//the least significant digit is at the right of the number.  
//Finally, if (y==x),then...     
if (y==x) cout<<"Little Endian"<<endl;
else cout<<"Big Endian"<<endl;

cout<<(int) *c<<endl;
cout<<(int) *(c+1)<<endl;
cout<<(int) *(c+2)<<endl;
cout<<(int) *(c+3)<<endl;
cout<<"x is "<<x<<endl;
cout<<(int)*c<<"*1 + "<<(int)*(c+1)<<"*16^2 + "<<(int)*(c+2)<<"*16^4 + "<<(int)*(c+3)<<" *16^6 = "<<y<<endl;
system("PAUSE"); //Only include this on a counsel program
return 0;
}

This displays 8 4 2 1 for the dereferenced values at c, c+1, c+2, and c+3 respectively. The sum y is 16909320, which is equal to x. Even though the significance of the digits grow from right-to-left, this is still Little Endian because the corresponding memory values also grow from right-to-left, which is why the left-shift binary operator << would increase a variable's value until non-zero digits are shifted off the variable altogether. Don't confuse this operator with std::cout's << operator. If this were Big Endian, then the display for c, c+1, c+2, and c+3 respectively would look like: 1 2 4 8

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Here's what the memory will look like, assuming a 32b integer:

Little-endian
0x01000000 = 00000001000...00

Big-endian
0x00000001 = 0......01

Dereferencing a char * gives you one byte. Your test fetches the first byte at that memory location by interpreting the address as a char * and then dereferencing it.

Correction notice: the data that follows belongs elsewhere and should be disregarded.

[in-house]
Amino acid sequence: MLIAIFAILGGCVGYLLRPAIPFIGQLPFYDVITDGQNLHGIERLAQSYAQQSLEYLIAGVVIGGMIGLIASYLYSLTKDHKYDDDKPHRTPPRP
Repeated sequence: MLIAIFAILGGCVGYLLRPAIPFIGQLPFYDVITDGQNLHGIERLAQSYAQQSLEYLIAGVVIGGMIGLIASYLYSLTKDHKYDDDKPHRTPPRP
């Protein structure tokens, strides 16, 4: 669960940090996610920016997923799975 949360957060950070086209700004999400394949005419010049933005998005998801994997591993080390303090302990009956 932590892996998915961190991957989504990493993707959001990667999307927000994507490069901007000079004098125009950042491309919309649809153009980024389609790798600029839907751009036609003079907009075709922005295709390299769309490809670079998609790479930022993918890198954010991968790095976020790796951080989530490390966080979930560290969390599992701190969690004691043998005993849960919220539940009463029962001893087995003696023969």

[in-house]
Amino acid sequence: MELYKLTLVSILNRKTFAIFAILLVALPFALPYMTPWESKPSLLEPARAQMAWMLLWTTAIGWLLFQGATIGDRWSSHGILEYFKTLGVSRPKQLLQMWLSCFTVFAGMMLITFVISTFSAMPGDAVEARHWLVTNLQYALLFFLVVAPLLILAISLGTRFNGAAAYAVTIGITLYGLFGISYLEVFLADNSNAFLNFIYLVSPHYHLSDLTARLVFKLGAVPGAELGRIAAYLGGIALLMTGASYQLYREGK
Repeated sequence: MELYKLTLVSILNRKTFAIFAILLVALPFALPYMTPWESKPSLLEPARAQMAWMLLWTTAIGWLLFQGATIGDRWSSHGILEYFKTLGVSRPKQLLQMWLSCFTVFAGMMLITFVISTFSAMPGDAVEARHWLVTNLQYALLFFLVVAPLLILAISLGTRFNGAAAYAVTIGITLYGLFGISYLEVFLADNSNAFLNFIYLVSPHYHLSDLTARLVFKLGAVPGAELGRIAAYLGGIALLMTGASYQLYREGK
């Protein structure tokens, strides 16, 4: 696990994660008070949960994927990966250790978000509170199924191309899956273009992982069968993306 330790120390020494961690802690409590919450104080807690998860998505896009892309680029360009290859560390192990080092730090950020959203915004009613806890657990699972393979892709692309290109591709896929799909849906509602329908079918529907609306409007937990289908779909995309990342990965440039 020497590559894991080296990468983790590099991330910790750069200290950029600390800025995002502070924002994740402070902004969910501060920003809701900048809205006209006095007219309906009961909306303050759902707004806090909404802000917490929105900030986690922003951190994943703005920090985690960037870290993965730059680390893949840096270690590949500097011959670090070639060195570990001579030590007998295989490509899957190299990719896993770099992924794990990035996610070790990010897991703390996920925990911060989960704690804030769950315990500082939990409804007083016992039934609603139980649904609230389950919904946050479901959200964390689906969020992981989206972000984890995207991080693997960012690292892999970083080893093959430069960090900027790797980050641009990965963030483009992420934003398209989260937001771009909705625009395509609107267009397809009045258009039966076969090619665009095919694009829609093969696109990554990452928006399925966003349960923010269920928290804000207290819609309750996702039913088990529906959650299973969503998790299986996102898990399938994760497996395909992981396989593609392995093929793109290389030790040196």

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0x80000000 typo? –  Hunter McMillen Apr 2 '12 at 5:46
    
@HunterMcMillen Could be. What do you mean ? –  cnicutar Apr 2 '12 at 5:48
    
Maybe I am confused, are you using 0x80000000 as the byte address in memory? –  Hunter McMillen Apr 2 '12 at 5:49
    
@HunterMcMillen I'm using it to represent the number 2^31 in base 16. –  cnicutar Apr 2 '12 at 5:49
    
I was confused, my mistake. –  Hunter McMillen Apr 2 '12 at 5:51
int x;

x is a variable which can hold a 32-bit value.

int x = 1;

A given hardware can store the value 1 as a 32-bit value in one of the following format.

Little Endian
0x100    0x101    0x102    0x103
00000001 00000000 00000000 00000000 

(or) 

Big Endian
0x100    0x101    0x102    0x103
00000000 00000000 00000000 00000001

Now lets try to break the expression:

&x 

Get the address of variable x. Say the address of x is 0x100.

(char *)&x 

&x is an address of an integer variable. (char *)&x converts the address 0x100 from (int *) to (char *).

*(char *)&x 

de-references the value stored in the (char *) which is nothing but the first byte (from left to right) in the 4-byte (32-bit integer x).

(*(char *)&x == 1)

If the first byte from left to right stores the value 00000001, then it is little endian. If the 4th byte from left to right stores value 00000001, then it is big endian.

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thank you! I have another quick question, if you don't mind. Will (char *)&x give me a string of the address of x? Also, how can I get the value of all individual bits in a variable? An entire byte per say. –  alexthebake Apr 2 '12 at 6:30
    
A loose definition of a C-string is - "one or more (array of) characters (char) which are terminated by '\0'". In C, a string can be represented as char x[] or char *x. –  Sangeeth Saravanaraj Apr 2 '12 at 6:50
    
For bit operations, please refer catonmat.net/blog/low-level-bit-hacks-you-absolutely-must-know –  Sangeeth Saravanaraj Apr 2 '12 at 6:52

Breaking down *(char *)&x:

&x is the address of integer x

(char *) causes address of integer x to be treated as an address of a character (aka byte)

* references the value of the byte

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Obviously @Joahcim Pileborg explained it better and quicker. –  Brian Swift Apr 2 '12 at 5:57